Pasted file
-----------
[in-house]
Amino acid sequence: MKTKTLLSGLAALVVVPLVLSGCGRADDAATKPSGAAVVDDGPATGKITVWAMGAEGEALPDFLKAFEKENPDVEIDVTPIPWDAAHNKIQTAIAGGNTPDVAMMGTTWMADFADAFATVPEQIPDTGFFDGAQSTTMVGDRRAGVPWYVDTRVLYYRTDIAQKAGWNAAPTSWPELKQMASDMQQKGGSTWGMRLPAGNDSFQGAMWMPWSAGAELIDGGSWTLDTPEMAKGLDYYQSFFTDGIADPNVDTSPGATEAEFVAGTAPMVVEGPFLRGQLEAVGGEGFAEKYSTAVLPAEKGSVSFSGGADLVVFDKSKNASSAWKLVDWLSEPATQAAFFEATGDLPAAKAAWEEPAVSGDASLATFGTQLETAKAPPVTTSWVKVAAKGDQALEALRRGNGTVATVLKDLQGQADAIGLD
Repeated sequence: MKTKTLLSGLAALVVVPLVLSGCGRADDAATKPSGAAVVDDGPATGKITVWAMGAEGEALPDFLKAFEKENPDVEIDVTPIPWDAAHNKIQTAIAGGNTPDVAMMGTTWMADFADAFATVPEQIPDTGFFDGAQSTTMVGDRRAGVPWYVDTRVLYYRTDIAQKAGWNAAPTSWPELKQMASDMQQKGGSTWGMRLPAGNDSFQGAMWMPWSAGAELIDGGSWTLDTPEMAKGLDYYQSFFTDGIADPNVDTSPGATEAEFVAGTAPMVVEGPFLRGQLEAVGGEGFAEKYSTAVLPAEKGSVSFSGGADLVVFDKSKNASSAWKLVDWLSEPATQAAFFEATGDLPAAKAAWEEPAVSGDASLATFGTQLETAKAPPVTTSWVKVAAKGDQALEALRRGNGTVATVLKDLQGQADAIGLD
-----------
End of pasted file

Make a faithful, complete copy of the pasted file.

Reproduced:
[in-house]
Amino acid sequence: MKTKTLLSGLAALVVVPLVLSGCGRADDAATKPSGAAVVDDGPATGKITVWAMGAEGEALPDFLKAFEKENPDVEIDVTPIPWDAAHNKIQTAIAGGNTPDVAMMGTTWMADFADAFATVPEQIPDTGFFDGAQSTTMVGDRRAGVPWYVDTRVLYYRTDIAQKAGWNAAPTSWPELKQMASDMQQKGGSTWGMRLPAGNDSFQGAMWMPWSAGAELIDGGSWTLDTPEMAKGLDYYQSFFTDGIADPNVDTSPGATEAEFVAGTAPMVVEGPFLRGQLEAVGGEGFAEKYSTAVLPAEKGSVSFSGGADLVVFDKSKNASSAWKLVDWLSEPATQAAFFEATGDLPAAKAAWEEPAVSGDASLATFGTQLETAKAPPVTTSWVKVAAKGDQALEALRRGNGTVATVLKDLQGQADAIGLD
Repeated sequence: MKTKTLLSGLAALVVVPLVLSGCGRADDAATKPSGAAVVDDGPATGKITVWAMGAEGEALPDFLKAFEKENPDVEIDVTPIPWDAAHNKIQTAIAGGNTPDVAMMGTTWMADFADAFATVPEQIPDTGFFDGAQSTTMVGDRRAGVPWYVDTRVLYYRTDIAQKAGWNAAPTSWPELKQMASDMQQKGGSTWGMRLPAGNDSFQGAMWMPWSAGAELIDGGSWTLDTPEMAKGLDYYQSFFTDGIADPNVDTSPGATEAEFVAGTAPMVVEGPFLRGQLEAVGGEGFAEKYSTAVLPAEKGSVSFSGGADLVVFDKSKNASSAWKLVDWLSEPATQAAFFEATGDLPAAKAAWEEPAVSGDASLATFGTQLETAKAPPVTTSWVKVAAKGDQALEALRRGNGTVATVLKDLQGQADAIGLD